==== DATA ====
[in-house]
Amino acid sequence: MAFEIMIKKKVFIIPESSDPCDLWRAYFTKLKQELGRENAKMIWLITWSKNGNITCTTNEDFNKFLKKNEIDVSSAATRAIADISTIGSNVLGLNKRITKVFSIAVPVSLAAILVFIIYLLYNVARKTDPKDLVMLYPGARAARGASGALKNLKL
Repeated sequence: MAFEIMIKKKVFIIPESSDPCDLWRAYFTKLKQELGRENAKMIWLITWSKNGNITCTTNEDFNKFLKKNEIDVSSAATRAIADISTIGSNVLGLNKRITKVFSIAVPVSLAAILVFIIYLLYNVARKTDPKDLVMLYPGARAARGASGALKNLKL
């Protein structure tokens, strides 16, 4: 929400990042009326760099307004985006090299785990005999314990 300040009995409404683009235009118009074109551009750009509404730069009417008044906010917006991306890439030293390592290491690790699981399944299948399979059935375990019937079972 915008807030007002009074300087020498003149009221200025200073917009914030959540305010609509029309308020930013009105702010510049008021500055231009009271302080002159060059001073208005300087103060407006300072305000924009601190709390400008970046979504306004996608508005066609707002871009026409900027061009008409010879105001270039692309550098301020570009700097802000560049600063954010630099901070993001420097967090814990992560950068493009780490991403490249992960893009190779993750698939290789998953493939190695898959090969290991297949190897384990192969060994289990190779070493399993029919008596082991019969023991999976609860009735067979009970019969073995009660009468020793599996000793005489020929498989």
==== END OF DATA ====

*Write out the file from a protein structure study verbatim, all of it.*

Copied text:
[in-house]
Amino acid sequence: MAFEIMIKKKVFIIPESSDPCDLWRAYFTKLKQELGRENAKMIWLITWSKNGNITCTTNEDFNKFLKKNEIDVSSAATRAIADISTIGSNVLGLNKRITKVFSIAVPVSLAAILVFIIYLLYNVARKTDPKDLVMLYPGARAARGASGALKNLKL
Repeated sequence: MAFEIMIKKKVFIIPESSDPCDLWRAYFTKLKQELGRENAKMIWLITWSKNGNITCTTNEDFNKFLKKNEIDVSSAATRAIADISTIGSNVLGLNKRITKVFSIAVPVSLAAILVFIIYLLYNVARKTDPKDLVMLYPGARAARGASGALKNLKL
């Protein structure tokens, strides 16, 4: 929400990042009326760099307004985006090299785990005999314990 300040009995409404683009235009118009074109551009750009509404730069009417008044906010917006991306890439030293390592290491690790699981399944299948399979059935375990019937079972 915008807030007002009074300087020498003149009221200025200073917009914030959540305010609509029309308020930013009105702010510049008021500055231009009271302080002159060059001073208005300087103060407006300072305000924009601190709390400008970046979504306004996608508005066609707002871009026409900027061009008409010879105001270039692309550098301020570009700097802000560049600063954010630099901070993001420097967090814990992560950068493009780490991403490249992960893009190779993750698939290789998953493939190695898959090969290991297949190897384990192969060994289990190779070493399993029919008596082991019969023991999976609860009735067979009970019969073995009660009468020793599996000793005489020929498989």